Planting trees for the future

Why are we planting trees?

There are many ways we can combat global climate change. Planting trees is but one such way.

Trees absorb CO2 and sunlight to produce O2 through Photosynthesis. The larger the tree, and the longer it can stay healthy, the more carbon it can sequester.

Driving a car for a year emits approximately the same amount of pollution that takes around 25 trees to absorb. If that appears insignificant, it is because we are not planting enough trees.

Trees also have many other benefits, such as:

  1. Reducing heat in our atmosphere through evaporative cooling and reducing the thermal energy that reaches us by sun.
  2. Cleaning the air we breathe by filtering chloro-fluro carbons, Sulphur dioxide and ozone.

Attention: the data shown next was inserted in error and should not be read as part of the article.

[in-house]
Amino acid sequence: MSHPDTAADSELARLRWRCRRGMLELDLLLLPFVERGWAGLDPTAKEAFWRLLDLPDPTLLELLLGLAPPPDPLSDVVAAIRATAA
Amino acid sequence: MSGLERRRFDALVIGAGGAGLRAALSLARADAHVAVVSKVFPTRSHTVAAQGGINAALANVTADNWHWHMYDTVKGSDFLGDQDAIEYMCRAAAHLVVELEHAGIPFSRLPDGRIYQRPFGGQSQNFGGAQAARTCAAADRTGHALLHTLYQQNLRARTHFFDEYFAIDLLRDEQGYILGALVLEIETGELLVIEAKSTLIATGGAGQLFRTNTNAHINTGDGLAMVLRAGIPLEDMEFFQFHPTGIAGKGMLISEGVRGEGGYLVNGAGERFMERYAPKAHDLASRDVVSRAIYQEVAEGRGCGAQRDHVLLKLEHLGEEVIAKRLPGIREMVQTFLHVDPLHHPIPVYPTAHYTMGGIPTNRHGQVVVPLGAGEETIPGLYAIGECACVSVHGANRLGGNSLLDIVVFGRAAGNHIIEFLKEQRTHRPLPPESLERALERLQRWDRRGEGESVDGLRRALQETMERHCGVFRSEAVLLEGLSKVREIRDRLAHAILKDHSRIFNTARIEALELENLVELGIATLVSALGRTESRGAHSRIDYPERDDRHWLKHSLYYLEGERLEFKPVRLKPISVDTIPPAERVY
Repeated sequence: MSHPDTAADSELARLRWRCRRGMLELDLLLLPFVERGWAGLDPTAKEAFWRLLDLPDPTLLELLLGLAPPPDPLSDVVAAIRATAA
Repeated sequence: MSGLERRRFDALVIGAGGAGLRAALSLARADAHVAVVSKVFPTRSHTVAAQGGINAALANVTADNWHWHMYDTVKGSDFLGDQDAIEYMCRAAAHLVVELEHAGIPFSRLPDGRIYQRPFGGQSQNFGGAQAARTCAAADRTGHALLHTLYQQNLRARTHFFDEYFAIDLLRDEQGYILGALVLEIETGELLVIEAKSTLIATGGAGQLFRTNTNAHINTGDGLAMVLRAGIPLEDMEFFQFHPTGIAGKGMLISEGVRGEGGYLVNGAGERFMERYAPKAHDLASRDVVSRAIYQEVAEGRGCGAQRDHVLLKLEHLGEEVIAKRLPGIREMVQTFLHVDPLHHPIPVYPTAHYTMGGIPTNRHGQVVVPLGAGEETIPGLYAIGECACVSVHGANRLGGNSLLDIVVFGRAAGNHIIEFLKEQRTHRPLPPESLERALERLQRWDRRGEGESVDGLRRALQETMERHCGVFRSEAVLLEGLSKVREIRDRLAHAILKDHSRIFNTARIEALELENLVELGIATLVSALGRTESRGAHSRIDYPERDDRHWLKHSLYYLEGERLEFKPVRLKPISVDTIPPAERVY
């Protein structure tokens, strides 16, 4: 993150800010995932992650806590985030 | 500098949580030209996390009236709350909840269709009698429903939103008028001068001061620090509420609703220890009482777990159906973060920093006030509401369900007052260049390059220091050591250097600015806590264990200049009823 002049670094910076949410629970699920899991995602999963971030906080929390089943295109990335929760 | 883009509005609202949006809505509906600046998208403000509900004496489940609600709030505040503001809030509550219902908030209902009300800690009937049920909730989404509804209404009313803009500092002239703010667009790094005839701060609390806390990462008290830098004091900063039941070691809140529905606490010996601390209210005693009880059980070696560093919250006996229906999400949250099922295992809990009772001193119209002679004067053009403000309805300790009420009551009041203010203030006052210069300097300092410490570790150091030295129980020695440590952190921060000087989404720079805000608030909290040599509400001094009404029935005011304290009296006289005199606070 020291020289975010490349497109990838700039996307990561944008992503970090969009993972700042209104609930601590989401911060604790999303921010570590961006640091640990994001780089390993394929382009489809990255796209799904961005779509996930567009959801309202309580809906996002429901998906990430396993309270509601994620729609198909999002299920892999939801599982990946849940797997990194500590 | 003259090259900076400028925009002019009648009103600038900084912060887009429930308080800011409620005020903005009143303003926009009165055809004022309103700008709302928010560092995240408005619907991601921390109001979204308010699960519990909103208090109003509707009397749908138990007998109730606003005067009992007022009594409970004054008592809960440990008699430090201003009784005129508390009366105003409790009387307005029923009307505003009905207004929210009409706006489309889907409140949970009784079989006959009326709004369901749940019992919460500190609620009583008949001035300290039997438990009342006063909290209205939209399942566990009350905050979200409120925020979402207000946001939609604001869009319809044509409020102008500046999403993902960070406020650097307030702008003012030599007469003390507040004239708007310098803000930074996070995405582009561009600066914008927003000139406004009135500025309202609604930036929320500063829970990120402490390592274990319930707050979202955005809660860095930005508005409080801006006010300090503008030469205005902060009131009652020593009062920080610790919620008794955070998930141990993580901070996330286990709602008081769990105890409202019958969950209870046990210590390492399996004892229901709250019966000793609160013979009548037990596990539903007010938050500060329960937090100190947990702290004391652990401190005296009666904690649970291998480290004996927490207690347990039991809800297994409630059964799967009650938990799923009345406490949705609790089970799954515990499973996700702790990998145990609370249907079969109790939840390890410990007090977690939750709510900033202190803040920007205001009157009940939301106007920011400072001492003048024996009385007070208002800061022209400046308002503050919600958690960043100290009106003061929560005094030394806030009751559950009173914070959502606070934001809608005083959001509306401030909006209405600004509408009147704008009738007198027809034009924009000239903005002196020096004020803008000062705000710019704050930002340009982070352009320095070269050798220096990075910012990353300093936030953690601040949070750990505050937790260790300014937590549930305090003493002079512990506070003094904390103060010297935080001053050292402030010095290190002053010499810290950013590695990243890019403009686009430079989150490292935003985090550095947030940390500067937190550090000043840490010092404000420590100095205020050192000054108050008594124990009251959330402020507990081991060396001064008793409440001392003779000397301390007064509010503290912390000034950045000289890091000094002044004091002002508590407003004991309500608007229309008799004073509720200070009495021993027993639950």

3. Trees that form woods and forests are a home to many different species of birds and animals. It provides food, protection and homes to animals as well as humans.
  4. Reducing erosion by binding soil together so it can protect the soil from impact of rain.
  5. Recharging ground water and sustaining steam flow.

Where are we planting trees?

The Yarra Yarra Biodiversity Corridor is in the southwest global biodiversity hotspot located in Western Australia. It aims to connect 12 nature reserves together to help combat climate change.

This is Australia’s largest revegetation project based on biodiversity and carbon capture.

Currently, it sequesters 1.2M tonnes of carbon in a locale where more than 90% of the forest is no longer there.

This was due to agricultural purposes.

All trees planted are native Australian trees such as York Gum and Salmon Gum. By planting native trees, it will bring back the ecosystem for native animals and birds, where a number of them were on the verge of extinction.

Certificate for planting 200 trees

Planting Trees for the Yarra Yarra Biodiversity Corridor

200 Trees planted is just the beginning.